Edited by Patrick Artus, André Cartapanis and Florence Legros
Chapter 10: Exchange Rate Regimes in the Route to EMU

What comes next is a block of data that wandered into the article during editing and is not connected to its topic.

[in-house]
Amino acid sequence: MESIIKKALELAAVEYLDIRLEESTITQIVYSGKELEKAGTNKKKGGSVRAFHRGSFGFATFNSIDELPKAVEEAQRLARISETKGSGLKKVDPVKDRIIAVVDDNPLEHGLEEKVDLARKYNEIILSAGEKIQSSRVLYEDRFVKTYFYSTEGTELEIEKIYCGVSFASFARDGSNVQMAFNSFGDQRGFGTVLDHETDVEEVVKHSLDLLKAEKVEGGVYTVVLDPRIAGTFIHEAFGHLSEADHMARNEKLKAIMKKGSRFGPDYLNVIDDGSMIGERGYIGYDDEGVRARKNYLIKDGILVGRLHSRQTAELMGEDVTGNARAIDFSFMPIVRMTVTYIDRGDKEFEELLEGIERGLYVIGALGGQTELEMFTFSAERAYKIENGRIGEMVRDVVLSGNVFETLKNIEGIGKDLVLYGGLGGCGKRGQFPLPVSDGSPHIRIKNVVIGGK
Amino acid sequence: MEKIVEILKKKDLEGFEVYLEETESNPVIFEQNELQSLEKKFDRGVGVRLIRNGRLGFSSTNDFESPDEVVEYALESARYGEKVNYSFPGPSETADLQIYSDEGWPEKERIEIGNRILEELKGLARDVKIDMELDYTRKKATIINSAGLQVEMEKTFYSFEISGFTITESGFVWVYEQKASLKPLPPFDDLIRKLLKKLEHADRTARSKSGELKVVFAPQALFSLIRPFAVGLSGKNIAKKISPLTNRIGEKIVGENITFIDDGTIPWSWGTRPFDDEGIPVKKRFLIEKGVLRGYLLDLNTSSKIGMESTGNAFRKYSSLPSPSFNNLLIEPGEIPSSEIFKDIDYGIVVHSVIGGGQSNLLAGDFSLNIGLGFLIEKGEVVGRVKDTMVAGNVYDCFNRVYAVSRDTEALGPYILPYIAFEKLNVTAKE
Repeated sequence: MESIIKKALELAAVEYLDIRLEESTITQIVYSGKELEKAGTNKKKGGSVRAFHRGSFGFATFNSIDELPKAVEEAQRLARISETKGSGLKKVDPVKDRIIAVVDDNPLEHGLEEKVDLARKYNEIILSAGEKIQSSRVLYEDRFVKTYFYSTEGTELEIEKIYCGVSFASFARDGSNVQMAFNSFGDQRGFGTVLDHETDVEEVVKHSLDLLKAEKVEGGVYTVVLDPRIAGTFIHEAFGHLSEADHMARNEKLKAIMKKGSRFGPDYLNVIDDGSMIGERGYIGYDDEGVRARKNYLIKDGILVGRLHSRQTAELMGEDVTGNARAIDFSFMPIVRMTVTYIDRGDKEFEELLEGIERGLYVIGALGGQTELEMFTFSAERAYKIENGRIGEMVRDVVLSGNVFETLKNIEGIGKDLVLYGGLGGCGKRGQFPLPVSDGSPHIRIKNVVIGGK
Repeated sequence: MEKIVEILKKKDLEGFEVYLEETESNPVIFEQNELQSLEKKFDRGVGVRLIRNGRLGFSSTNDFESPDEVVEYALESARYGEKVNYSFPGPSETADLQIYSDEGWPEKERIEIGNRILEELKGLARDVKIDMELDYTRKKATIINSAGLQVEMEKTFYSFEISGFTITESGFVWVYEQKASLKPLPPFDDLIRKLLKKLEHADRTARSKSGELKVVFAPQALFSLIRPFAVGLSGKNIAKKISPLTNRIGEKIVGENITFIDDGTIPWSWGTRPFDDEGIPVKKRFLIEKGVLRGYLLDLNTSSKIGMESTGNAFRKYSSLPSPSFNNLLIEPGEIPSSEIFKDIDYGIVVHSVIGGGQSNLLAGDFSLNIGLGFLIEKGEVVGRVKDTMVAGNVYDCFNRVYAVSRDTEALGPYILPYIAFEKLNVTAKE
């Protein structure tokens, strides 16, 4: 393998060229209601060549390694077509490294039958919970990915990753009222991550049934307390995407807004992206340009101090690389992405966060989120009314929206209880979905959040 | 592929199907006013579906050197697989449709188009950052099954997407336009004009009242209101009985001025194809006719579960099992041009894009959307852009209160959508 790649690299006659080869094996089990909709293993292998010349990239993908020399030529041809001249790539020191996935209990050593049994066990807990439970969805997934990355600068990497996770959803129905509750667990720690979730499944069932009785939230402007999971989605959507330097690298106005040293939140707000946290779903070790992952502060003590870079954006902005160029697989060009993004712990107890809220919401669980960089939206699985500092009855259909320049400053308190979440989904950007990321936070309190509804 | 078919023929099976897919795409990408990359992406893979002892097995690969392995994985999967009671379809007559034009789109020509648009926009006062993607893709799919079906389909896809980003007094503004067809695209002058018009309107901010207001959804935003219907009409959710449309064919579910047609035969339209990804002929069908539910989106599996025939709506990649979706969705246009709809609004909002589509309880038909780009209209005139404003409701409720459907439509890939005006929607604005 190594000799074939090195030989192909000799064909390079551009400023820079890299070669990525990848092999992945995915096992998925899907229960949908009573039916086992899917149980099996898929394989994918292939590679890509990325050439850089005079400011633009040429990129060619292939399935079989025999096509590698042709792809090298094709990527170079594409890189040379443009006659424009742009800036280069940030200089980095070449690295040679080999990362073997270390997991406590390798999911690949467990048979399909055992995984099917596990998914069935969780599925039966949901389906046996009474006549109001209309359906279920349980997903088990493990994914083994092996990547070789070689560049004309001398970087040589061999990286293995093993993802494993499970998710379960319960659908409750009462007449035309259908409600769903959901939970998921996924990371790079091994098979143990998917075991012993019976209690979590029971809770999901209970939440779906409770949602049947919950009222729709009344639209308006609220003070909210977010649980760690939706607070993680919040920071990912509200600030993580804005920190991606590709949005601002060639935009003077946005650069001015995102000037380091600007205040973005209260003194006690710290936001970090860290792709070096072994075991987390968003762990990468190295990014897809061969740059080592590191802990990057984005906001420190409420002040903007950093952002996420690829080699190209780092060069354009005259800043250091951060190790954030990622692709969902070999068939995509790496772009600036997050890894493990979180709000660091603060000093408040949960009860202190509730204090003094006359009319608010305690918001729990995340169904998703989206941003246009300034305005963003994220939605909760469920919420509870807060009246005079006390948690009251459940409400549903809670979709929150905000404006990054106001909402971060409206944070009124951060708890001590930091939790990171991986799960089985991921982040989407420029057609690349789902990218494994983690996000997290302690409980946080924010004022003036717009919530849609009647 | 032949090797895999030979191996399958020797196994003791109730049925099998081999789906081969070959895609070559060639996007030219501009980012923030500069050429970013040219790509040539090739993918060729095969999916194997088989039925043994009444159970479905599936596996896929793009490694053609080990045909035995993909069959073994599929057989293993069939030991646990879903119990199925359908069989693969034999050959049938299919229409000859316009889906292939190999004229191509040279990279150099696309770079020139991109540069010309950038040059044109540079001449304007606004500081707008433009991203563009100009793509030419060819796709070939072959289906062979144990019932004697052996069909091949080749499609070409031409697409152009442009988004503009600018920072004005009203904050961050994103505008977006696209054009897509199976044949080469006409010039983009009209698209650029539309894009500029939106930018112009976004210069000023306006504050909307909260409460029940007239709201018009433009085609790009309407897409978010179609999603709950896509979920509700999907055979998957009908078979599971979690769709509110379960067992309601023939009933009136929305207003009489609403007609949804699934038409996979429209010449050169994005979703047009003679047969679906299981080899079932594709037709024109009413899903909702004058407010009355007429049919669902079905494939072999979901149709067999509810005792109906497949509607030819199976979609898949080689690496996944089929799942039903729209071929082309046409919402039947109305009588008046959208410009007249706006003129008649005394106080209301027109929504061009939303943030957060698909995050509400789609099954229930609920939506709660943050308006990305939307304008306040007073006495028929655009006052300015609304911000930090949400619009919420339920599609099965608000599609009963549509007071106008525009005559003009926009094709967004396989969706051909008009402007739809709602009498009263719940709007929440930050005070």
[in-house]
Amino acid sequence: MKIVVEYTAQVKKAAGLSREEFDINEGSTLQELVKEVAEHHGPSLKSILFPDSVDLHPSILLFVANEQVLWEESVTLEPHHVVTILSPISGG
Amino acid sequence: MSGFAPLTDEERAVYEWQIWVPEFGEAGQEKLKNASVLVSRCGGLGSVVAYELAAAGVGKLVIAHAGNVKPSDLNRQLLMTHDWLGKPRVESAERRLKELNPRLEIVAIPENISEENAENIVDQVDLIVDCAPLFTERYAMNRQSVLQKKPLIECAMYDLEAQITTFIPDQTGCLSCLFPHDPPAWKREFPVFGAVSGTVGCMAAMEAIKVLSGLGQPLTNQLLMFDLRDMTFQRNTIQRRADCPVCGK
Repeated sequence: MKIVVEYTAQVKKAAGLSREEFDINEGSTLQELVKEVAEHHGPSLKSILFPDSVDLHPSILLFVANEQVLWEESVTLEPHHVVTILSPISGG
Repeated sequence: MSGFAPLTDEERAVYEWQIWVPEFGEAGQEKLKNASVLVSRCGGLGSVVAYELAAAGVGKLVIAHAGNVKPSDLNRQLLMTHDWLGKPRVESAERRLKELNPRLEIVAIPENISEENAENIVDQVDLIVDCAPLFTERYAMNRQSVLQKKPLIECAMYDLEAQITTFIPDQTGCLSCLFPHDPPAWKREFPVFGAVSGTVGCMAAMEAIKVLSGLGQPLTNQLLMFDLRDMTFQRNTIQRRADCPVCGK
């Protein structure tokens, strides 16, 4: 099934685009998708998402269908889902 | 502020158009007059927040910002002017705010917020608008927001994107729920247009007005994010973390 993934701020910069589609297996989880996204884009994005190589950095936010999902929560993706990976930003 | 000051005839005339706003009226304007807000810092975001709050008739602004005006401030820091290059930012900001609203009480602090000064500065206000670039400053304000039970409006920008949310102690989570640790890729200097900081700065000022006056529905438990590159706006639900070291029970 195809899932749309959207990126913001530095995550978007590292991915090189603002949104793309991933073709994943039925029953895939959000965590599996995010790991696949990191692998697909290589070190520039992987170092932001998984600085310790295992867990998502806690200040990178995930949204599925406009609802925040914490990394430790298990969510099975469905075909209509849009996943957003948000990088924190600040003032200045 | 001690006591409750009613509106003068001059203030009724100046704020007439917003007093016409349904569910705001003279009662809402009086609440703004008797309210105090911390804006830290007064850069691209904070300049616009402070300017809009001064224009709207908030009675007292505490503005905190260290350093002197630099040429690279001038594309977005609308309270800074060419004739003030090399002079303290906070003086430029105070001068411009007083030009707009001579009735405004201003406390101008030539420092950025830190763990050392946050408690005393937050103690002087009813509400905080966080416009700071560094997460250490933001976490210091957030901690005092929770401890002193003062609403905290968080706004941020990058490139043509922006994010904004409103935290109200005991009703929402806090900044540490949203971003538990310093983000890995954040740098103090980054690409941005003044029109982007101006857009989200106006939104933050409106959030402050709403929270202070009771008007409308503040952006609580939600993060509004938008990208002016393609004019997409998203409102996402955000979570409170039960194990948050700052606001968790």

Michel Aglietta, Camille Baulant and Sandra Moatti INTRODUCTION: DILEMMAS IN THE ROUTE TO EMU Monetary integration into the euro zone of central European countries, candidates for EC membership, will not be a smooth process. Between 1998 and 2001, most of these countries have moved to more ﬂexible exchange rate regimes. They have done so for good reasons. This chapter shows that preparing for EMU will be a tortuous and lengthy process. A precipitous move to the ERM-2 arrangement would be a cardinal error, which could undermine real convergence. To shed light on this matter the chapter is organized as follows. The ﬁrst part depicts the changes made by the main Central European countries in their respective monetary policy after the excesses of high inﬂation had been tamed. It epitomizes how these changes were made as a reaction to tensions triggered by the opening of the capital account and how a degree of ﬂexibility in the exchange rate was combined with domestic monetary management. The second part studies the combination of diﬀerent exchange rate regimes and monetary policy in a simple macroeconomic model. It shows that their interplay depends on imperfections in the domestic ﬁnancial system of these countries. Because of the destabilizing eﬀect of capital ﬂows, a managed ﬂoat cum monetary policy dedicated to stabilizing the foreign currency debt looks capable of compromising better between external and domestic imbalances. The third part deals with the possible tradeoﬀ between nominal and real convergence in the route to EMU....
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